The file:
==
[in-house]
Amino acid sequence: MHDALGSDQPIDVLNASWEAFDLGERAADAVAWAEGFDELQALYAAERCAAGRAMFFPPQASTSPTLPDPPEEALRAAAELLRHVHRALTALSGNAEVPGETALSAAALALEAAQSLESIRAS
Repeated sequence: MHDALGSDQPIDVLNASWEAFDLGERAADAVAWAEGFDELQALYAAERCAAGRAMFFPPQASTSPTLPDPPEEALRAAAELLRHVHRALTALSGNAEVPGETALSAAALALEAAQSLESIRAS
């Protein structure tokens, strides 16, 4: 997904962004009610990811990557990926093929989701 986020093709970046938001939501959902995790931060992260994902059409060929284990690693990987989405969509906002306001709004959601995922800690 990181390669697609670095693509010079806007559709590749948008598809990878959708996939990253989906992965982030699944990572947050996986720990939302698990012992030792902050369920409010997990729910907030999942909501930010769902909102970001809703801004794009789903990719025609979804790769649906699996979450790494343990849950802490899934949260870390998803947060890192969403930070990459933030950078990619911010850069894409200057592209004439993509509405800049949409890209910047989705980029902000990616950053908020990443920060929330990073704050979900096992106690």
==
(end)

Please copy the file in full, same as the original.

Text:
[in-house]
Amino acid sequence: MHDALGSDQPIDVLNASWEAFDLGERAADAVAWAEGFDELQALYAAERCAAGRAMFFPPQASTSPTLPDPPEEALRAAAELLRHVHRALTALSGNAEVPGETALSAAALALEAAQSLESIRAS
Repeated sequence: MHDALGSDQPIDVLNASWEAFDLGERAADAVAWAEGFDELQALYAAERCAAGRAMFFPPQASTSPTLPDPPEEALRAAAELLRHVHRALTALSGNAEVPGETALSAAALALEAAQSLESIRAS
């Protein structure tokens, strides 16, 4: 997904962004009610990811990557990926093929989701 986020093709970046938001939501959902995790931060992260994902059409060929284990690693990987989405969509906002306001709004959601995922800690 990181390669697609670095693509010079806007559709590749948008598809990878959708996939990253989906992965982030699944990572947050996986720990939302698990012992030792902050369920409010997990729910907030999942909501930010769902909102970001809703801004794009789903990719025609979804790769649906699996979450790494343990849950802490899934949260870390998803947060890192969403930070990459933030950078990619911010850069894409200057592209004439993509509405800049949409890209910047989705980029902000990616950053908020990443920060929330990073704050979900096992106690």